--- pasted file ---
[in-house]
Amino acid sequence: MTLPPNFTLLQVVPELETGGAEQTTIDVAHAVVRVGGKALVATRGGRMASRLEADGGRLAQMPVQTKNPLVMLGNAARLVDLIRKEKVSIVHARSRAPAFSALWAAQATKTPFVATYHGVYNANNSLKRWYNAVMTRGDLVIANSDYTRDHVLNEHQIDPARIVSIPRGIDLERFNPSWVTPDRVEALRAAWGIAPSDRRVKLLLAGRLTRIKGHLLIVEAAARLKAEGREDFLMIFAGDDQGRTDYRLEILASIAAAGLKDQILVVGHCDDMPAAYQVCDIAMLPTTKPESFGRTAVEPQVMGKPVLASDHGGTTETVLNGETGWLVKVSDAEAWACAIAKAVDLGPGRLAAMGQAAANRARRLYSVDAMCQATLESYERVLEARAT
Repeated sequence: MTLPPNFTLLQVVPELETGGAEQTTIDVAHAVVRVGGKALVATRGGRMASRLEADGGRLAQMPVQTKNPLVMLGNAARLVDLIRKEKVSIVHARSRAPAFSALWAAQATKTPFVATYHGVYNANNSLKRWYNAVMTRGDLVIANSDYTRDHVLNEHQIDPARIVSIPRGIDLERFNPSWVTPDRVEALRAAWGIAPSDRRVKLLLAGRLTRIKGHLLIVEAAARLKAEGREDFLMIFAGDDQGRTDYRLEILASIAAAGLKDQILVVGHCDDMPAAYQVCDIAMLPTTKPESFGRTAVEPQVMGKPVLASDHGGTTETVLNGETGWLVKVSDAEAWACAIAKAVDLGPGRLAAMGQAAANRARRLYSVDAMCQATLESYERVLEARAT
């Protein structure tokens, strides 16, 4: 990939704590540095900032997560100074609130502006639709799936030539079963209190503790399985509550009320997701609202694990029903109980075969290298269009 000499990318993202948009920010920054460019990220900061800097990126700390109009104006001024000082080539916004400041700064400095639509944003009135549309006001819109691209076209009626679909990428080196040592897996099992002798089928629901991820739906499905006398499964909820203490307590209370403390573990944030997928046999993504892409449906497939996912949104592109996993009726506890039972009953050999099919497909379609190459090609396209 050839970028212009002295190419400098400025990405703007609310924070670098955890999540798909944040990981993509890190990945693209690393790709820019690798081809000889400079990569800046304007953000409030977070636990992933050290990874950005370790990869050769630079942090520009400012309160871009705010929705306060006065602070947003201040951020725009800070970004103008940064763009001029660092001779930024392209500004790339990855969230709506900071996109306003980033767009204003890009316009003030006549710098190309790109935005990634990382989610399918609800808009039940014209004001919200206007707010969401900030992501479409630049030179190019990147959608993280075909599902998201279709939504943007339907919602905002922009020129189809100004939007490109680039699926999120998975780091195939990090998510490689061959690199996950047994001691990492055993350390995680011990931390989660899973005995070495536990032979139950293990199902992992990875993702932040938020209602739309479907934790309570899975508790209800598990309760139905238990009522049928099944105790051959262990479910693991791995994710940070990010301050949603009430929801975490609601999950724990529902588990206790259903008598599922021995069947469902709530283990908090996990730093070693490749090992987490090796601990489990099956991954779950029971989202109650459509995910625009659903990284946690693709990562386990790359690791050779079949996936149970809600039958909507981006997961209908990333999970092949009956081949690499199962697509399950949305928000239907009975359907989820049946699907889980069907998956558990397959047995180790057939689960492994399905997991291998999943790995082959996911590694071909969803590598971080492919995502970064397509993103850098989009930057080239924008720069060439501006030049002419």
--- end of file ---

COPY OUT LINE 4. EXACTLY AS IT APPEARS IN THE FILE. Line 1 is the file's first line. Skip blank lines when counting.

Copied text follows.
């Protein structure tokens, strides 16, 4: 990939704590540095900032997560100074609130502006639709799936030539079963209190503790399985509550009320997701609202694990029903109980075969290298269009 000499990318993202948009920010920054460019990220900061800097990126700390109009104006001024000082080539916004400041700064400095639509944003009135549309006001819109691209076209009626679909990428080196040592897996099992002798089928629901991820739906499905006398499964909820203490307590209370403390573990944030997928046999993504892409449906497939996912949104592109996993009726506890039972009953050999099919497909379609190459090609396209 050839970028212009002295190419400098400025990405703007609310924070670098955890999540798909944040990981993509890190990945693209690393790709820019690798081809000889400079990569800046304007953000409030977070636990992933050290990874950005370790990869050769630079942090520009400012309160871009705010929705306060006065602070947003201040951020725009800070970004103008940064763009001029660092001779930024392209500004790339990855969230709506900071996109306003980033767009204003890009316009003030006549710098190309790109935005990634990382989610399918609800808009039940014209004001919200206007707010969401900030992501479409630049030179190019990147959608993280075909599902998201279709939504943007339907919602905002922009020129189809100004939007490109680039699926999120998975780091195939990090998510490689061959690199996950047994001691990492055993350390995680011990931390989660899973005995070495536990032979139950293990199902992992990875993702932040938020209602739309479907934790309570899975508790209800598990309760139905238990009522049928099944105790051959262990479910693991791995994710940070990010301050949603009430929801975490609601999950724990529902588990206790259903008598599922021995069947469902709530283990908090996990730093070693490749090992987490090796601990489990099956991954779950029971989202109650459509995910625009659903990284946690693709990562386990790359690791050779079949996936149970809600039958909507981006997961209908990333999970092949009956081949690499199962697509399950949305928000239907009975359907989820049946699907889980069907998956558990397959047995180790057939689960492994399905997991291998999943790995082959996911590694071909969803590598971080492919995502970064397509993103850098989009930057080239924008720069060439501006030049002419």